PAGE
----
To get an exemption, providers must be necessary to maintain 24-hour inpatient care and emergency services and continued behavioral health services and Wounded Warrior care, among other areas.
“These exemptions will help us maximize access to care, continuity and ease the burden of labor on active duty staff during this furlough period,” Hanson said.
Managing the budget cuts has been a "leadership initiative," she said, and department heads have come together to figure out how to best keep the system running.
A meeting to discuss preparation was held June 20 in San Diego with commanding officers across the region and Navy Medicine West leadership.
“We are doing things like looking at when is the lightest day for the ER,” she said. “Hypothetically, if it’s Friday, we will have our civilians take furloughs on Fridays."
NMCSD's hours will stay as they are, but other hospitals in the network will adjust their hours slightly, she said.
The 11 eight-hour days of furloughs are expected to begin Monday and run through Sept. 30.
"We want to encourage military beneficiaries to continue to come to us,” Hanson said. “Impacts should be minimal. We've planned for it and will accommodate."
The cuts could drive a ripple effect at other military health systems, causing satellite primary care clinics and operating rooms to close one day a week, Wessel Raezer warned, reducing pharmacy hours or limiting the number of medications carried by the pharmacies.
The furloughs could also have the unintended effect of driving up health care costs for DoD.
If a pharmacy reduces hours, Wessel Raezer said, military families may choose to take their prescriptions to retail stores instead, thus costing the government more.
In addition, if more military families have to be seen by civilian specialists because they can't get an appointment in the military hospital, the government will pay more.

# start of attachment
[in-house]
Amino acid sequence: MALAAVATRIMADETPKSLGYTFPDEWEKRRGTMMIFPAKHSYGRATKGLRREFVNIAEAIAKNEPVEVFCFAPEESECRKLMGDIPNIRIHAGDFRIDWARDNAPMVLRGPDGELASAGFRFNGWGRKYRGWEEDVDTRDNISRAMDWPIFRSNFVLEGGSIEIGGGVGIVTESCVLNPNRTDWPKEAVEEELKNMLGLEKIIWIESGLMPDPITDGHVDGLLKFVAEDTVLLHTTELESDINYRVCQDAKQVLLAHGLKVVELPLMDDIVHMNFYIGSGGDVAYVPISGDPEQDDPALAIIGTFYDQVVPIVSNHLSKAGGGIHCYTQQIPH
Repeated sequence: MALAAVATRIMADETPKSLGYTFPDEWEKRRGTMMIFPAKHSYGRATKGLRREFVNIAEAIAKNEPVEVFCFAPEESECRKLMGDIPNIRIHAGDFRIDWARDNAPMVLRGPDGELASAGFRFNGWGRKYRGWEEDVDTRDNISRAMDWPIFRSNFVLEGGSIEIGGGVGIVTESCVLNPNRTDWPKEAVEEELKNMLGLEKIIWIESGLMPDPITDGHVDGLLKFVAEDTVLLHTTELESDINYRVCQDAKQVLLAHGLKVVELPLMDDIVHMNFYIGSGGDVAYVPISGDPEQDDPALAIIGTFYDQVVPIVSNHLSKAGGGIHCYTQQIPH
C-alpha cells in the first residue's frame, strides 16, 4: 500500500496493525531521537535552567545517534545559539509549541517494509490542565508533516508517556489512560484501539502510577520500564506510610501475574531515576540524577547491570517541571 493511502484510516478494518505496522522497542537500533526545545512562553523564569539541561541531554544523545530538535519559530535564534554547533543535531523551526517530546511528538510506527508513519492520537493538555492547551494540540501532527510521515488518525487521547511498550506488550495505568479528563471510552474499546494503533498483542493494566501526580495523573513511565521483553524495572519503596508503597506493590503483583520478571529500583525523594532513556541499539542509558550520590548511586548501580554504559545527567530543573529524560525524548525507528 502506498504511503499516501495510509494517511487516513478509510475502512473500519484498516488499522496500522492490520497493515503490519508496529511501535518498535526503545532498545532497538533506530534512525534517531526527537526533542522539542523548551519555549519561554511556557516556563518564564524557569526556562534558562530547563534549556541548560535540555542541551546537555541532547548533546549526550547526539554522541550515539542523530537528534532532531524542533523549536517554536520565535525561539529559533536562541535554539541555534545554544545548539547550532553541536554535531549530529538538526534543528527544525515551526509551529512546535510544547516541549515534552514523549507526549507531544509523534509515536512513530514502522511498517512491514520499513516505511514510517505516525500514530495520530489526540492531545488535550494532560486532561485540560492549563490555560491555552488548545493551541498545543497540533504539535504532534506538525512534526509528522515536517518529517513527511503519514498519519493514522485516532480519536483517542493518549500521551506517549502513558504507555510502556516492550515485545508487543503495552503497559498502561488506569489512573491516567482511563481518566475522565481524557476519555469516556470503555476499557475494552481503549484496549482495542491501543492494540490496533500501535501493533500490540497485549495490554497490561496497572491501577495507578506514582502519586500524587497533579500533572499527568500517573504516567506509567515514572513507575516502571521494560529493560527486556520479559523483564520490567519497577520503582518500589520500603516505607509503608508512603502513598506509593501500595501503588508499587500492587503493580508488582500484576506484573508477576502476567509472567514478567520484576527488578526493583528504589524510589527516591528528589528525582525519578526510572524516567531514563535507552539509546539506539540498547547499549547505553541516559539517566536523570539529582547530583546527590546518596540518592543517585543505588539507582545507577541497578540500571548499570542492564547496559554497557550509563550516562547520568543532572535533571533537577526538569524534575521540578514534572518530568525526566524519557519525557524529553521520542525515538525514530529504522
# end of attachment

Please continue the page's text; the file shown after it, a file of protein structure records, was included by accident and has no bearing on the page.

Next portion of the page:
“Generally, military hospitals are making an effort to keep emergency rooms open and to provide access to care for wounded service members,” she said. “But, that means other services might be subject to deeper cuts.”
Since ERs will likely stay open, she predicted wait times will dramatically rise because non-emergency cases will end up coming in.
“Families unable to get a primary care appointment for a child with an ear infection, for example, end up in the ER,” she said.
The “main burden” of defense health care cuts “is likely to fall on TRICARE contracts,” the Democrats’ report states.
The DoD may delay payment to civilian doctors who see TRICARE patients. It's unclear when or how TRICARE contract payments may be deferred, or whether TRICARE network health care providers will continue to provide care if payments are suspended.
Funding for TRICARE for Life and Medicare is protected, but Medicare payments to doctors will be cut by 2 percent under sequestration.
That may not seem like a large slice, but thousands of patients have reportedly been turned away by cancer clinics because of sequestration cuts to Medicare provider payments, according to the report, referring to a story in The Washington Post in April.
“The 2 percent cut is actually much steeper than it appears because cancer treatment centers receive a bundled payment from Medicare equal to the average sales price of the drugs plus 6 percent to cover the costs of handling and administering the medication,” according to the report.